Instead of going sea-breeze, as so many of those hot days do, the offshore persisted. When I went back out for session No.2 at midday, Wainui was postcard-perfect. The sun was beaming through a deep blue sky, the beach was packed (well, for Gisborne anyway), the water crystal-clear and the waves were perfectly peeling with a gentle offshore. Not big, but with a perfect, barrelling shape.

It was crowded, as still only a handful of banks were doing their thing, but with such a shifty swell everybody seemed to be getting their fair share of waves. Barrels were going down left, right and centre, though barrels being made was another story.

I pulled into more barrels than I could count, but coming out of them was proving challenging. I was getting clipped riding too high, guillotined riding too low, or — perhaps worst of all — catching the wave of the session only to not be deep enough and barely scrape under the lip (claimed it anyway).

That session I was lucky enough to be in the water at “that bank” to witness Bobby Hansen and Johnny Hicks pull into some of the sickest barrels I have seen out there in a while. They were far from big, but they were fast, warping and anything but easy.

Still, those two Wainui lads seemed to make time go in slow motion as they dropped in, calmly slotted themselves deep inside the tube, hovered over the foam ball for as long as they desired, then, cool as could be, slipped out without batting an eye.

Paddling back out after kooking yet another set, I watched Hansen put on a masterclass, stalling then pumping, stalling then pumping his way through a head-high backhand tube for what must have been close to 10 seconds before flying out, swooping a bottom-turn to do it all over again.

After that second three-hour session I thought I was done. The swell was meant to drop. I downed a beer and was ready for a decent lie-down. But just as I began to relax I thought, “maybe it is still pumping”. My mate and I shot down to check and, sure enough, it was.

The tide had filled in a little to make the waves peel slightly slower, and the rights were looking mighty fine. Every now and then an absolute bomb set roared through. It was hissing and heaving, and with hardly anybody out, presumably all smashed from a long day in the surf and the sun.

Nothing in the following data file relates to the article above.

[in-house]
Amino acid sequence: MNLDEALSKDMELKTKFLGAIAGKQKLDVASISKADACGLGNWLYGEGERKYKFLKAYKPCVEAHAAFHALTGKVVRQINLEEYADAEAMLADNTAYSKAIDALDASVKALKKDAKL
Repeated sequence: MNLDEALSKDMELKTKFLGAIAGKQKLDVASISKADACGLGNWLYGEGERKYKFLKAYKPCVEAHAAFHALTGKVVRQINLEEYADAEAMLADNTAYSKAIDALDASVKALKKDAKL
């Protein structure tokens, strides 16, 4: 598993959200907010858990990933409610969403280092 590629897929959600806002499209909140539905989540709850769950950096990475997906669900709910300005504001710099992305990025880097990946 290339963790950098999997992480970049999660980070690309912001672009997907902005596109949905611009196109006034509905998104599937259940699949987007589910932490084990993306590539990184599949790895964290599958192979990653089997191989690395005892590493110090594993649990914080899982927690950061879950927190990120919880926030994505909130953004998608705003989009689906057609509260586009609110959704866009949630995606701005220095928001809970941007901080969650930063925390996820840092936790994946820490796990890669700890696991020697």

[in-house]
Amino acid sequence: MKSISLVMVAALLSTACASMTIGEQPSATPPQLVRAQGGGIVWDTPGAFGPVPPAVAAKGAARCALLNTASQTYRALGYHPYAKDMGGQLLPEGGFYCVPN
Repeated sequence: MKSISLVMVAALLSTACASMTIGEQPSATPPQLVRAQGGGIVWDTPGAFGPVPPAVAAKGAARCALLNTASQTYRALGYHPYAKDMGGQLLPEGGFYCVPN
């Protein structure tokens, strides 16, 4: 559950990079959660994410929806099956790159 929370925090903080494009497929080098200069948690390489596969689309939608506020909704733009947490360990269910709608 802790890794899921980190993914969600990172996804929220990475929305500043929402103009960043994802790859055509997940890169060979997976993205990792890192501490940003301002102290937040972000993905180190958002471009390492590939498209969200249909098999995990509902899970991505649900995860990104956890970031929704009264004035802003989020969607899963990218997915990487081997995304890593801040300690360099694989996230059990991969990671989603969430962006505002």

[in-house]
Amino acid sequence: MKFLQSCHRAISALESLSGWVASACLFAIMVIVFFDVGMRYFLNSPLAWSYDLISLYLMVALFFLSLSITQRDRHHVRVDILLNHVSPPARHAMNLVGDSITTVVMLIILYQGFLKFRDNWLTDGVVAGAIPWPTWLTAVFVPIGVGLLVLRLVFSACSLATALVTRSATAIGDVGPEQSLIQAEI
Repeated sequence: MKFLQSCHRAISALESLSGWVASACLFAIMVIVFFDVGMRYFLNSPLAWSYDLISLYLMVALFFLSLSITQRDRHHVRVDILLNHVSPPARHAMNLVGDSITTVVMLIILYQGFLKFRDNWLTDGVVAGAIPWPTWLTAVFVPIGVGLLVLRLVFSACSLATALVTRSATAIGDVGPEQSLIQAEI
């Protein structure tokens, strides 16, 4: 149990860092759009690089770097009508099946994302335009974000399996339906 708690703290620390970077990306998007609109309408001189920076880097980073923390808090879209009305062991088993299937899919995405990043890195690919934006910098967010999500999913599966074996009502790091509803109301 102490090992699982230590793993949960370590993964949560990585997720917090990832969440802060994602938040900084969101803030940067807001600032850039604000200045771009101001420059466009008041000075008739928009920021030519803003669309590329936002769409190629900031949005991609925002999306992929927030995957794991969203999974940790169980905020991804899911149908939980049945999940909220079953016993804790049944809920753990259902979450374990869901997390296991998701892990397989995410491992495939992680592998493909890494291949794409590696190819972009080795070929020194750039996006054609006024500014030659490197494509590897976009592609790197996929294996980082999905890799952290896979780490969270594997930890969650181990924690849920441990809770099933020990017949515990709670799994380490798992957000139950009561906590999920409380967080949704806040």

My friend and I looked at each other and hooted and hollered as it turned into another epic session (the third and best of the day). Leaving the water I could barely walk, and yes, my eyes were bleeding. To see what went down, check out Derek Fryer’s Facebook page (that said, I don’t know a Gizzy surfer who doesn’t give his page a daily glance).

Looking at the Gisborne surf radar, it seems like those days of endless offshores might be gone, for the next few days anyway. The summer-that-wasn’t out west looks to have turned. Might be time to do a little exploring on the other side of Te Ika a Maui (I know I will be).

See you out the back (on the search).

Events

Gisborne Boardriders Club has its second shortboard event of the year tomorrow. Unfortunately the waves are not looking anywhere near as flash as last weekend. There will be swell, but it will likely be with onshore winds.

The break-of-origin format continues, with Stockroute Mafia in first place.

The New Zealand Longboarding and Stand-up Paddleboard (SUP) Open is also on this weekend at Papamoa Beach, in the Bay of Plenty.

Looking further out, the first of three events in the GBC SUP series is on Saturday, March 25.

The new weekly after-school Rippers surf programme begins on Wednesday, February 22, after being postponed from this week.

Based on surf lifesaving’s Nippers programme, Rippers is about youngsters (five to 12 years old) learning water safety, developing water confidence, having the best surfing techniques instilled from the earliest stages, and having fun with expert guidance.

GBC is running the programme, and the location will vary — the town beaches, Wainui Surf Life Saving Club or northern Makorori. For more information, contact surfing development manager Kelly Ryan on 021-164-1799.